RB JAMES WHITE, WISCONSIN

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5’10” – 195 lbs. – 4.50e

STATISTICAL PROFILE:

2010: 156 – 1,052 – 14 (6.7)
2011: 141 – 713 – 6 (5.1)
2012: 125 – 806 – 12 (6.4)

OVERVIEW:

Played in twelve games as a true freshman, leading the team in rushing yards and all-purpose yards, then appeared in all fourteen games in each of the following two seasons as the primary backup to Montee Ball. Split time fairly evenly with Melvin Gordon as a senior, appearing in every game.

POSITIVES:

•    A major contributor in all four seasons at Wisconsin despite their talented backfield.
•    Functioned as the Badgers’ primary wildcat quarterback, where he had some success.
•    Impressive acceleration skills, capable of beating defenders to the edge for big gains.
•    Makes nice cuts, but doesn’t become overly preoccupied with juking unnecessarily.
•    Above-average speed; capable of taking runs the distance once he’s in the open field.
•    Contributed more as a receiving option as a senior, enhancing third-down value.
•    Despite his lack of power, uses the stiff-arm pretty effectively, can gain a bit of space.
•    Has been able to stay healthy as part of a running back rotation despite lack of bulk.

NEGATIVES:

•    A bit smaller than you’d prefer, could stand to add some additional bulk to his frame.
•    Lack of size means he doesn’t project as an excellent between-the-tackles runner.
•    Tends to try and bounce his runs outside a bit too frequently, often losing yardage.
•    Vision on inside runs is a bit inconsistent, doesn’t look like he always trusts blocking.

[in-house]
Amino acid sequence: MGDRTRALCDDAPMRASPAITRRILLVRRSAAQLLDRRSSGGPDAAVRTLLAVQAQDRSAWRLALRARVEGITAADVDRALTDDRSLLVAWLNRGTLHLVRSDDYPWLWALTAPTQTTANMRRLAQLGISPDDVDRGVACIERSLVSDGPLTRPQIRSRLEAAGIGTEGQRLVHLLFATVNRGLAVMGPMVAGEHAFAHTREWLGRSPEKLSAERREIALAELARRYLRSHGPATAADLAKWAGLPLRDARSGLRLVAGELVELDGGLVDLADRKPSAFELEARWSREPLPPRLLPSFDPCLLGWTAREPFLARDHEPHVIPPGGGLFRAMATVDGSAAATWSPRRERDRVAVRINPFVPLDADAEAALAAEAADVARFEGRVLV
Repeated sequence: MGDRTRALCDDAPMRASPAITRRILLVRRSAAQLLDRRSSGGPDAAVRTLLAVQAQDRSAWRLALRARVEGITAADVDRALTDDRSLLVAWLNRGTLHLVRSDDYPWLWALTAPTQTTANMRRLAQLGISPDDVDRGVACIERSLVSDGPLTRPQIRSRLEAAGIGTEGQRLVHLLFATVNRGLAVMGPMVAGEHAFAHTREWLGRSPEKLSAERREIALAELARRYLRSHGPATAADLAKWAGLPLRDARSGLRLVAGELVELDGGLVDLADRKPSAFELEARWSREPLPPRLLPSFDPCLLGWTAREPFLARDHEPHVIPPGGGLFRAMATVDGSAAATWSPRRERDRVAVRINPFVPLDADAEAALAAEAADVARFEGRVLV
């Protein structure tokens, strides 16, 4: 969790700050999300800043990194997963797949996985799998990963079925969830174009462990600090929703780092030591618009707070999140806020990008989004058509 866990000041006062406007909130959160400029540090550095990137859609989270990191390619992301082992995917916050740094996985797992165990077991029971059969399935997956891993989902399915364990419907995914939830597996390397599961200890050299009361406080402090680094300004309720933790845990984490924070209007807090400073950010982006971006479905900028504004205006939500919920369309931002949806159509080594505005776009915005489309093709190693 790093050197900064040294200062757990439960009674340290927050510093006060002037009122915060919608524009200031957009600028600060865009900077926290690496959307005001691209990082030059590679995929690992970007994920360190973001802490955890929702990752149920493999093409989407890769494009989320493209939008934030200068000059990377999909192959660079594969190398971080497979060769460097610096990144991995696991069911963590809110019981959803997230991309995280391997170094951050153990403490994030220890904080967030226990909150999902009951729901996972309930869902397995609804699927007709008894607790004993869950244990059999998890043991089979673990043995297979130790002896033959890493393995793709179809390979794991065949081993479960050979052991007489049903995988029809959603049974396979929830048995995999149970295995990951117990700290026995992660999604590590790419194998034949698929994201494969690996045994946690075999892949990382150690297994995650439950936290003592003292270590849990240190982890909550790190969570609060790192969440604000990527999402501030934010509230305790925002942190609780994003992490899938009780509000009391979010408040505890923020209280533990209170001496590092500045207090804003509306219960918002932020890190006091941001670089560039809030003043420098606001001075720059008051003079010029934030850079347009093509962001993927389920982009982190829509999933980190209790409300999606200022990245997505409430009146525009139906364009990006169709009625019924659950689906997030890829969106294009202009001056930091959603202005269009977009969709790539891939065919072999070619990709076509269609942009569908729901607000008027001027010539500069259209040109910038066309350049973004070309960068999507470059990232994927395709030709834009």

•    Can be brought down by arm tackles, doesn’t have exceptional lower-body strength.
•    Certainly not someone who’s able to lower his shoulder and run over defenders much.
•    Caught the ball more often as a senior than he did previously, but has average hands.

SUMMARY:

White basically worked as Wisconsin’s secondary rushing option for much of his career, generally taking advantage of his opportunities. He is not the biggest back, and will never be one of the most powerful backs, or the most effective interior runners, but his speed and acceleration offer the possibility of big gains from time to time as long as teams are willing to overlook his tendency to bounce runs outside. At the next level, he profiles as a reserve back who will probably never become a full-time starter; teams may also try to work him onto the field as a wildcat quarterback. While he was fairly productive as a receiver in 2013, there are better options for that sort of running back.

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